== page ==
Old School Bones Aug 4, 2008
Michael DeCastro was formerly a defense attorney who now fills his time working on his father's fishing boat. But the entreaties of Awashonka "Awasha" Patterson, faculty adviser and Director of Minority Affairs at a New England prep school [once a boys' and a girls' school now integrated into one coed school, albeit still filled with sexist and racial prejudices] convince him to investigate the death of Liberty Baker, a young black student. The authorities have ruled it a suicide - she was found dead in a bathtub with her wrists slit - but Awasha and Liberty's dorm-mates think she was murdered - she had been the recipient of a racially charged death threat.
Apparently the girls had been investigating the existence, many years before, of secret societies at the school, banned 50 years ago, but whether or not they actually ceased to exist is another question. Now, with Liberty dead, the other girls feel threatened as well. And when the remains of, apparently, another student are discovered, that threat seems more real.
Old school ties are surely more benign than old school bones, but not necessarily.
There are various ethnicities which come into play - African-American, Native American, Portugese [Michael's father is referred to as a Portagee], Asian. Michael is a man haunted by his last case, to which frequent references are made [a bit more than necessary, to this reader, the point having been made and made again]. Awasha asks for his "counsel," saying "You know the legal system, how the police work, how to get their attention. You know what questions to ask to help us find Liberty's killer." And this time he wants to see justice done.
The writing, at times poetic, is at others unconvincing and clunky. As well, there are flashbacks by way of italicized passages, their references for quite a while obscure, and frequently as each chapter starts the characters involved in the action are not identified, making for initially more confusion. Despite these reservations, I found myself pulled into the book, which ultimately was a fast and interesting read, with unusual characters and a plot unlike any other I've read recently, surely not a bad thing.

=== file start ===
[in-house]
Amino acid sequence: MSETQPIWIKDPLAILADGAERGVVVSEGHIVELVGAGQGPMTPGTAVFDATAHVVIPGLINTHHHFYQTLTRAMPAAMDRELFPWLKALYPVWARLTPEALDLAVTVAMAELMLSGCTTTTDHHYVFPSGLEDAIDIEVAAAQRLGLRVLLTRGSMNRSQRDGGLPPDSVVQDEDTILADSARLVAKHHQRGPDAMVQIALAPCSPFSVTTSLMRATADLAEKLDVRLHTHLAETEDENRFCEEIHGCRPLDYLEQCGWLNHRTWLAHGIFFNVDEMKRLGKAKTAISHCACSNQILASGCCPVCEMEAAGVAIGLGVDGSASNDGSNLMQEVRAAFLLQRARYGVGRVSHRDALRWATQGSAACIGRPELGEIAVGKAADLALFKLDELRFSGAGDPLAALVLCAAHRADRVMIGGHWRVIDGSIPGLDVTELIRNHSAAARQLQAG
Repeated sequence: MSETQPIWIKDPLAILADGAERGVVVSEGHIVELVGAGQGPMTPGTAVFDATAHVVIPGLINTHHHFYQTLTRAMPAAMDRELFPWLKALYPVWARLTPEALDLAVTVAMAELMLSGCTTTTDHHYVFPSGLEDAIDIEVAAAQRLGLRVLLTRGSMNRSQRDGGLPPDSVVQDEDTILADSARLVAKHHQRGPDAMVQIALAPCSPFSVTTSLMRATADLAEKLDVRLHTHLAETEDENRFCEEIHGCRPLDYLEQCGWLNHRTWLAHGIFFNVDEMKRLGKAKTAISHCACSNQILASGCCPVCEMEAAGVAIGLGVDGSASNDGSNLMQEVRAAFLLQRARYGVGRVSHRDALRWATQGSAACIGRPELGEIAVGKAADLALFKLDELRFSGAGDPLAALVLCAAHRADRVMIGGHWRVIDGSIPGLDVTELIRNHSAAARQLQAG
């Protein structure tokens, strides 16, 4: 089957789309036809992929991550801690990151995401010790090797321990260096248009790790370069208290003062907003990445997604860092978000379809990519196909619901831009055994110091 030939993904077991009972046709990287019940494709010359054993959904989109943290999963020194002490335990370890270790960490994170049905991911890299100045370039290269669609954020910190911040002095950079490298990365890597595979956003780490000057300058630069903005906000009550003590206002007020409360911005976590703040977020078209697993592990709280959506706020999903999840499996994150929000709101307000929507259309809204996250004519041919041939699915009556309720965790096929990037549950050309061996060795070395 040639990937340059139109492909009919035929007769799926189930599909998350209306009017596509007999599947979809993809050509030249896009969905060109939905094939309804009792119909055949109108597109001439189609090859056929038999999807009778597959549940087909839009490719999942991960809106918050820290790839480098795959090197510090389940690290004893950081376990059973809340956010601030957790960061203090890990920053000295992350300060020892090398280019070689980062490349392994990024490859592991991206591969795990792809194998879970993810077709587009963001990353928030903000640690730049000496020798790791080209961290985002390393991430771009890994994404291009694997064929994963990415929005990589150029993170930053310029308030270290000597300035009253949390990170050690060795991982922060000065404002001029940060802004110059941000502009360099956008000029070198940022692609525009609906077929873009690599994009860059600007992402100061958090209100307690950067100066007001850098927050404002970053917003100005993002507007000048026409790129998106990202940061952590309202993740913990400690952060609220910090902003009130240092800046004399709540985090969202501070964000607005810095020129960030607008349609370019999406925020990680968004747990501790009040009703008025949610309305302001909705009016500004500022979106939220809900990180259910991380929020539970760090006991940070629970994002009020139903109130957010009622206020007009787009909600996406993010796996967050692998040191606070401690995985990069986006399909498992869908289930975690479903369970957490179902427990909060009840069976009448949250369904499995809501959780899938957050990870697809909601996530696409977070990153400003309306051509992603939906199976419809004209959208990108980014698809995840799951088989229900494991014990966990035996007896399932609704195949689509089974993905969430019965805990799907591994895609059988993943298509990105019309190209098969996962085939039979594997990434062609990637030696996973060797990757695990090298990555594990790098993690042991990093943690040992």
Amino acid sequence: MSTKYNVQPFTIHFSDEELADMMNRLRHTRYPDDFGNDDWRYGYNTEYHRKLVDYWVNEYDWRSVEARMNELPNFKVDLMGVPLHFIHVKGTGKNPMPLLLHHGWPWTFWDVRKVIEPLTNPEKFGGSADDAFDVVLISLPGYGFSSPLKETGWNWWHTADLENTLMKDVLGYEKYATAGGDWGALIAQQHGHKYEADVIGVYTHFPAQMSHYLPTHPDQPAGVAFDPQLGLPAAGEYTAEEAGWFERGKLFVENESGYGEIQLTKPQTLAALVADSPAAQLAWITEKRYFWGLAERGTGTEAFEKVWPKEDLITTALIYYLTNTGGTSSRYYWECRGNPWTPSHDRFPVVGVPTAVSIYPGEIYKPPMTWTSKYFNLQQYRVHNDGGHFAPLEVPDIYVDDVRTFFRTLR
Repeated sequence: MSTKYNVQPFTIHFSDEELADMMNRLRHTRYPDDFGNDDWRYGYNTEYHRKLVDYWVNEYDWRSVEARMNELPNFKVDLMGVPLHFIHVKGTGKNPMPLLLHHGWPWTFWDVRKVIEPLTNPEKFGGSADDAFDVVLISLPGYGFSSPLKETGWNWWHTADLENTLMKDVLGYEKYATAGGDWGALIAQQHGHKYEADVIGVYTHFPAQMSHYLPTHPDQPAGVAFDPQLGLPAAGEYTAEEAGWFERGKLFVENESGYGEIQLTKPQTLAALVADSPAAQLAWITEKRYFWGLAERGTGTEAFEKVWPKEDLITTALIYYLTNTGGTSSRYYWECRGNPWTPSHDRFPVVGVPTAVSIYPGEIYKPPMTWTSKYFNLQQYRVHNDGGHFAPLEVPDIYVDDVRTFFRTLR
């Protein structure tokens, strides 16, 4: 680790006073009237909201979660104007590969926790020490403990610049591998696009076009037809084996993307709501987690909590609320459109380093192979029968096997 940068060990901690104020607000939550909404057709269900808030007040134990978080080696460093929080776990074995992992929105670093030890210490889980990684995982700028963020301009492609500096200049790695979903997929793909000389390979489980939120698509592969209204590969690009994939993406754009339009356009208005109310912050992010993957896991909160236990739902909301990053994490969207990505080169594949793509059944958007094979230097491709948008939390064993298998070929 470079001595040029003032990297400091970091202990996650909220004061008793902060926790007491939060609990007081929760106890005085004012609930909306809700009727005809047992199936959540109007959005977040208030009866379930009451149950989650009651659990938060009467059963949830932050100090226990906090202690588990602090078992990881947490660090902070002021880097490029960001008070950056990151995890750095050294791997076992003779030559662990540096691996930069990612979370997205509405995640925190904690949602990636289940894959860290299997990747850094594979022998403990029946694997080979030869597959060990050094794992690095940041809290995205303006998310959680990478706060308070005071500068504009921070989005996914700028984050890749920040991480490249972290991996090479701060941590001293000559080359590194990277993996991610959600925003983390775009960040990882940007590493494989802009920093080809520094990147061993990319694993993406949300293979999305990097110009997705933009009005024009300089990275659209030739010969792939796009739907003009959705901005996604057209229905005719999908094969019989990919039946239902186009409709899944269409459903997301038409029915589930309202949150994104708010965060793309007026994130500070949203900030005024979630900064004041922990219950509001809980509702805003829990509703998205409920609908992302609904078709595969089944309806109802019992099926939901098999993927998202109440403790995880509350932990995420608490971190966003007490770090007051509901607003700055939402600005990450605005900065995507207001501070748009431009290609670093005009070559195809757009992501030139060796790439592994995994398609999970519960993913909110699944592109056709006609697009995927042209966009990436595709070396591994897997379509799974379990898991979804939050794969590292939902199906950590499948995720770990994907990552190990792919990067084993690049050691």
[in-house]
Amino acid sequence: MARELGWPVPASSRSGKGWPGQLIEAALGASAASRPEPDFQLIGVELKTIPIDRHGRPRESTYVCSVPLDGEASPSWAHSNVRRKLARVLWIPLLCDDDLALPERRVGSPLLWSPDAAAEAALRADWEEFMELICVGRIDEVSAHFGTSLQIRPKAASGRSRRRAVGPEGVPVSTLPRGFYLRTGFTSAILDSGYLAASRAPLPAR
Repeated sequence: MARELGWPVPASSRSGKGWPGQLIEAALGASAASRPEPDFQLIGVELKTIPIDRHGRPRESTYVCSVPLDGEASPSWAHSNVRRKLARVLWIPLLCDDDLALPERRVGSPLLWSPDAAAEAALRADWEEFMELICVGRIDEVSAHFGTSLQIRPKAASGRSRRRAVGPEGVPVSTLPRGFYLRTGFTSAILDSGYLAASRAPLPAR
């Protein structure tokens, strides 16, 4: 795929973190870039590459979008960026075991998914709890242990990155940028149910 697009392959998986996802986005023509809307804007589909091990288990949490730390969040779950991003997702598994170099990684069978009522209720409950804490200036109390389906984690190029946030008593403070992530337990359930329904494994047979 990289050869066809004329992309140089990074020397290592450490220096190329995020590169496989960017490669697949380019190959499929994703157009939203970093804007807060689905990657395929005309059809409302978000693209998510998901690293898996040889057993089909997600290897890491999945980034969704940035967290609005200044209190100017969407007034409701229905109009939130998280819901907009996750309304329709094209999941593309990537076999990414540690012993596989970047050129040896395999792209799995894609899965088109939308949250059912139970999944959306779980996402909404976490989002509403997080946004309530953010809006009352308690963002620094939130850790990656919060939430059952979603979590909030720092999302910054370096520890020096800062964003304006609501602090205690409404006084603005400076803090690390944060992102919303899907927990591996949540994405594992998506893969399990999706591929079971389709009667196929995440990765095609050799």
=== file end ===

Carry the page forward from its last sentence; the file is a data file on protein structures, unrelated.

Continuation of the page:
New type of detective Jul 14, 2008
I really liked this dark and fast paced mystery. Michael De Castro is a new kind of protagonist. The lawyer/detective/fisherman is an introspective, sensitive man who adds a deeper than usual dimension to the mystery. I'm looking forward to meeting him again in the next novel of this series.
Light but rich Jul 8, 2008
This book is light enough for a summer read but rich enough to satisfy. It is a story of intrigue in a New England private school with the issues of race, class and culture intertwining with murder and secrecy. The parallels drawn between the communities of Portuguese immigrants in New Bedford and Wampanaug natives on Cape Cod add an extra dimension to the drama and excitement of the central mystery.